All the dumb things

A cautionary tale in development

Elephants know right from wrong. Pak Lay, Laos. 1974

Posted by razzbuffnik on May 12, 2007

Not very many foreigners were visiting Pay Lay back in 1974 and why would they? The nearby Plain of Jars was inaccessible due to the civil war, so there was almost nothing worth seeing; it was and probably still is a sleepy postcolonial backwater.  Pak Lay is the sort of place travellers sometimes find themselves in, that provokes one of the great questions that one faces at some stage in their lives; that of “what the f#%k am I doing here?” Also the Pathet Lao with various rag tag elements of the government’s forces had been taking turns, holding at gunpoint, robbing or kidnapping likely targets that’d come down the Mekong from Luang Prabang on the local riverboats.

 So there I was walking down the street of dusty old and forgotten Pak Lay when I saw a guy on an elephant coming towards me.


 The mahout steered his behemoth the side of the road and parked it in front of a shop. He then dismounted and went inside to do some shopping.  On the sidewalk in front of the shop were woven palm frond mats with what looked like some kind of root similar in shape to ginger that had been laid out in the sun to dry. I watched as the elephant waited for the mahout to go out of eyesight and then with a quick look around the elephant started to move it’s truck slowly sideways, left and right near the drying roots in a very nonchalant way. The body language seemed to be saying, I’m just swinging my truck; I’m not doing anything bad; I’m not touching anything. After about a minute or so it quickly snatched up a root and ate it, then it returned to the; I’m not doing anything-wrong ruse.

The elephant went through the fake and snatch routine about five times until the storeowner noticed what was going on and started yelling at the elephant, which brought out the mahout with his stick. The elephant instantly flinched at the hullabaloo and stopped moving, bracing itself for a confrontation with the mahout. The mahout walked straight up to the elephant and gave it one sharp rap with his goad, right between the eyes and then barked some words at it.  The elephant just took its reprimand meekly and stood quietly in mute compliance. The mahout and storeowner went back into the store to finish their business.  After a few minutes the elephant did a quick look around and went through the same the fake and snatch routine again.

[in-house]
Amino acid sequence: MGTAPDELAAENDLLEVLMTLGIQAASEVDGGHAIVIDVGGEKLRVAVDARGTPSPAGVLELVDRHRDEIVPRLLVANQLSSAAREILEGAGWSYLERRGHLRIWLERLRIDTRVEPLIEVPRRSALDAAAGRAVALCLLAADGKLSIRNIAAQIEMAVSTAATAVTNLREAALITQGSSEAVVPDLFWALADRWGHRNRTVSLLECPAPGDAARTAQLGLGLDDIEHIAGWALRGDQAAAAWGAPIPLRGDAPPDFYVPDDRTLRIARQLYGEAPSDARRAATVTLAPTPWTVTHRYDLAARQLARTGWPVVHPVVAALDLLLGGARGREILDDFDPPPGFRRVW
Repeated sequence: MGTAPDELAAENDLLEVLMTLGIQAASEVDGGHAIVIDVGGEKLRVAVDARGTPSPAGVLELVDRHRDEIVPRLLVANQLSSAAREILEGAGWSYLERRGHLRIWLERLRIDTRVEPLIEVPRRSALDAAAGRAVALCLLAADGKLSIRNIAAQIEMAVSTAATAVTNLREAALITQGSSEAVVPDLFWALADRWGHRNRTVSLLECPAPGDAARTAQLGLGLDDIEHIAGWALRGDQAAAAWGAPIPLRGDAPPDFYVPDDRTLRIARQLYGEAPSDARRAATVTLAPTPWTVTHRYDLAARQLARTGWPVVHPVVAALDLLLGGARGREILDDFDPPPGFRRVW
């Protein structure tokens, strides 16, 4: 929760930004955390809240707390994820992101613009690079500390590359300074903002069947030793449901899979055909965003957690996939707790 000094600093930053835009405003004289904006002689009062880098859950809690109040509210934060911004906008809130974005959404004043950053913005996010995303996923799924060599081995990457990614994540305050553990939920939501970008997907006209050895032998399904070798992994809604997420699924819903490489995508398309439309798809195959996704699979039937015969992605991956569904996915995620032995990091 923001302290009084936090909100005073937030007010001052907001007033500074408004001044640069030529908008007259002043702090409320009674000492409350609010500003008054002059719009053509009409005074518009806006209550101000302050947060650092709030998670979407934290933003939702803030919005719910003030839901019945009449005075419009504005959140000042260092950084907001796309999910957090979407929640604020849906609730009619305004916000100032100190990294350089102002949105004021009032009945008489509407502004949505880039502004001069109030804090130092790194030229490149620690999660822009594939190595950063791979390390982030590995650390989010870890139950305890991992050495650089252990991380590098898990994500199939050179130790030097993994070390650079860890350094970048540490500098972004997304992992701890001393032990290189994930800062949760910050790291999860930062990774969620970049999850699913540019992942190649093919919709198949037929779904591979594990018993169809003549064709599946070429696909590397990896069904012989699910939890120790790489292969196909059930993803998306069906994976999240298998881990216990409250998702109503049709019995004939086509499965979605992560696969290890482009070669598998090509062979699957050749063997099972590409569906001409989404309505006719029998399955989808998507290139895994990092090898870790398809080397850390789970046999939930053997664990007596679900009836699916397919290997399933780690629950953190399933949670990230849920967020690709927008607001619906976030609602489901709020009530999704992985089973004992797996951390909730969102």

The Elephant knew that it shouldn’t be taking the roots but it did, when it knew it could, without getting into trouble. The pilfering stopped when the mahout came back out with the storeowner in tow, carrying his purchases in a rough basket. The mahout mounted the automatically keeling elephant, the elephant then stood up and reached for the basket of goods that the storeowner had in his arms, gently picked them up, raised them over its head and passed them to the mahout who then put the goods in the large basket behind him. The elephant knew the drill.


 I can remember thinking to myself at the time how cool it was to go shopping with an elephant.


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